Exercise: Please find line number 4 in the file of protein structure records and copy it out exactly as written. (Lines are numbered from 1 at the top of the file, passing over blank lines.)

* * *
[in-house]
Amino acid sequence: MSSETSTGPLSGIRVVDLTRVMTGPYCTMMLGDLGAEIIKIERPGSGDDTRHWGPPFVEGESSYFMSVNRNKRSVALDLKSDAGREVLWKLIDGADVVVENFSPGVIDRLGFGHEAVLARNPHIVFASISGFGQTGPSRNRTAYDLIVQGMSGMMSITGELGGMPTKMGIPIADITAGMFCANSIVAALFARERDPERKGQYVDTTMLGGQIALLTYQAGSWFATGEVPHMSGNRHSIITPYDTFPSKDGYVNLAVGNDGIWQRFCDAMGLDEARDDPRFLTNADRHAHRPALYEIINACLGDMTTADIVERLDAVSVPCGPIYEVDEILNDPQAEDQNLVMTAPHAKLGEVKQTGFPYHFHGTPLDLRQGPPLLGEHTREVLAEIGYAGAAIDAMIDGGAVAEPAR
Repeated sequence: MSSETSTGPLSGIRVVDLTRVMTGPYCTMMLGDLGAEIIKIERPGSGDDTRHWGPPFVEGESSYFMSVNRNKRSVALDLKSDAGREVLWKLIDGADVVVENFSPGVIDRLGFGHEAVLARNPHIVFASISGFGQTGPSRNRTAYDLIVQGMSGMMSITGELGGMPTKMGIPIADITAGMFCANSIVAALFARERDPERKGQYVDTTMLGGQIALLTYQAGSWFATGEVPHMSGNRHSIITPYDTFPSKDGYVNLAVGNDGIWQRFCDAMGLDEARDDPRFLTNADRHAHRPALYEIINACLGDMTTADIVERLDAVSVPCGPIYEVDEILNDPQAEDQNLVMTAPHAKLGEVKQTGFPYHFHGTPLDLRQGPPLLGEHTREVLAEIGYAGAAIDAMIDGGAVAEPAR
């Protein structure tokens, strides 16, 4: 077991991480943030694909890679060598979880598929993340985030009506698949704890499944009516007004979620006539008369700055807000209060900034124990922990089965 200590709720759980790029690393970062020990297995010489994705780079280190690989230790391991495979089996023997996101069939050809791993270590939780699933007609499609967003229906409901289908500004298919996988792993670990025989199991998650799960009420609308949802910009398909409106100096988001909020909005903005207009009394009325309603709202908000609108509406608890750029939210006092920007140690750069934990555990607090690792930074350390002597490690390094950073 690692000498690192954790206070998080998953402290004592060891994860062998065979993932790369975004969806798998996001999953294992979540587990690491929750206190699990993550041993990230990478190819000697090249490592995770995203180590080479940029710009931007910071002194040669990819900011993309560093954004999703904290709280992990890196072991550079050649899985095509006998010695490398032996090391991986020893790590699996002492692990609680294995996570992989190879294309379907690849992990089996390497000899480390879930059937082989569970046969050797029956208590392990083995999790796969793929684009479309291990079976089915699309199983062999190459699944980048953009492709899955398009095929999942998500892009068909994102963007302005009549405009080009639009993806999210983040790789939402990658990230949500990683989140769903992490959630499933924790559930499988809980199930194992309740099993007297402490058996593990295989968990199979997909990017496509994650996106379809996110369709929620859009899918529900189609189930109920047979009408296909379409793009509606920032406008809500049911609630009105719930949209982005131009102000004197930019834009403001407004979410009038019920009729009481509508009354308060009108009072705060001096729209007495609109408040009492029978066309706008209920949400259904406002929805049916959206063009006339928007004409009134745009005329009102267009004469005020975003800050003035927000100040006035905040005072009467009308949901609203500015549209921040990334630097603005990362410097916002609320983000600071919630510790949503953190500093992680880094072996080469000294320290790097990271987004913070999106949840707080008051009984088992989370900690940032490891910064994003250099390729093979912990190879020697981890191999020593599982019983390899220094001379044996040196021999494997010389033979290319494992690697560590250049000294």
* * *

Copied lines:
């Protein structure tokens, strides 16, 4: 077991991480943030694909890679060598979880598929993340985030009506698949704890499944009516007004979620006539008369700055807000209060900034124990922990089965 200590709720759980790029690393970062020990297995010489994705780079280190690989230790391991495979089996023997996101069939050809791993270590939780699933007609499609967003229906409901289908500004298919996988792993670990025989199991998650799960009420609308949802910009398909409106100096988001909020909005903005207009009394009325309603709202908000609108509406608890750029939210006092920007140690750069934990555990607090690792930074350390002597490690390094950073 690692000498690192954790206070998080998953402290004592060891994860062998065979993932790369975004969806798998996001999953294992979540587990690491929750206190699990993550041993990230990478190819000697090249490592995770995203180590080479940029710009931007910071002194040669990819900011993309560093954004999703904290709280992990890196072991550079050649899985095509006998010695490398032996090391991986020893790590699996002492692990609680294995996570992989190879294309379907690849992990089996390497000899480390879930059937082989569970046969050797029956208590392990083995999790796969793929684009479309291990079976089915699309199983062999190459699944980048953009492709899955398009095929999942998500892009068909994102963007302005009549405009080009639009993806999210983040790789939402990658990230949500990683989140769903992490959630499933924790559930499988809980199930194992309740099993007297402490058996593990295989968990199979997909990017496509994650996106379809996110369709929620859009899918529900189609189930109920047979009408296909379409793009509606920032406008809500049911609630009105719930949209982005131009102000004197930019834009403001407004979410009038019920009729009481509508009354308060009108009072705060001096729209007495609109408040009492029978066309706008209920949400259904406002929805049916959206063009006339928007004409009134745009005329009102267009004469005020975003800050003035927000100040006035905040005072009467009308949901609203500015549209921040990334630097603005990362410097916002609320983000600071919630510790949503953190500093992680880094072996080469000294320290790097990271987004913070999106949840707080008051009984088992989370900690940032490891910064994003250099390729093979912990190879020697981890191999020593599982019983390899220094001379044996040196021999494997010389033979290319494992690697560590250049000294």